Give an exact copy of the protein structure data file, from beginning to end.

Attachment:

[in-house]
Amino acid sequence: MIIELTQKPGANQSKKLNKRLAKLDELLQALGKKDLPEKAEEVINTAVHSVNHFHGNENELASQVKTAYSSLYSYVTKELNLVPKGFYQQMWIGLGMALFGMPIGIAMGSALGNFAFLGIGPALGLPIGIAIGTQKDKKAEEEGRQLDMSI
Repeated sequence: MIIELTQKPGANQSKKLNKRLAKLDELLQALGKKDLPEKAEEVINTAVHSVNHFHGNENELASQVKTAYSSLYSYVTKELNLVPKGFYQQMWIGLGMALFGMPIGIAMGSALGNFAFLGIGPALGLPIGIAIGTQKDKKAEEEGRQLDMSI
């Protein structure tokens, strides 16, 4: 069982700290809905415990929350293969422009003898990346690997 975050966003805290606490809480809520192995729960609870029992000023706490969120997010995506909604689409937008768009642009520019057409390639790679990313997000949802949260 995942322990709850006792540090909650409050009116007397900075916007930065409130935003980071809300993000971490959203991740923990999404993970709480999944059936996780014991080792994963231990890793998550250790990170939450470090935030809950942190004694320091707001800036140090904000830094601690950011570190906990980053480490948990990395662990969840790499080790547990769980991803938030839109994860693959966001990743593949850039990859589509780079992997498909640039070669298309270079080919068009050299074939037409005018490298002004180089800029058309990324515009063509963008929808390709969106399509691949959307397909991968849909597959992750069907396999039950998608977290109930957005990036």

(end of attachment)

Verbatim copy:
[in-house]
Amino acid sequence: MIIELTQKPGANQSKKLNKRLAKLDELLQALGKKDLPEKAEEVINTAVHSVNHFHGNENELASQVKTAYSSLYSYVTKELNLVPKGFYQQMWIGLGMALFGMPIGIAMGSALGNFAFLGIGPALGLPIGIAIGTQKDKKAEEEGRQLDMSI
Repeated sequence: MIIELTQKPGANQSKKLNKRLAKLDELLQALGKKDLPEKAEEVINTAVHSVNHFHGNENELASQVKTAYSSLYSYVTKELNLVPKGFYQQMWIGLGMALFGMPIGIAMGSALGNFAFLGIGPALGLPIGIAIGTQKDKKAEEEGRQLDMSI
């Protein structure tokens, strides 16, 4: 069982700290809905415990929350293969422009003898990346690997 975050966003805290606490809480809520192995729960609870029992000023706490969120997010995506909604689409937008768009642009520019057409390639790679990313997000949802949260 995942322990709850006792540090909650409050009116007397900075916007930065409130935003980071809300993000971490959203991740923990999404993970709480999944059936996780014991080792994963231990890793998550250790990170939450470090935030809950942190004694320091707001800036140090904000830094601690950011570190906990980053480490948990990395662990969840790499080790547990769980991803938030839109994860693959966001990743593949850039990859589509780079992997498909640039070669298309270079080919068009050299074939037409005018490298002004180089800029058309990324515009063509963008929808390709969106399509691949959307397909991968849909597959992750069907396999039950998608977290109930957005990036």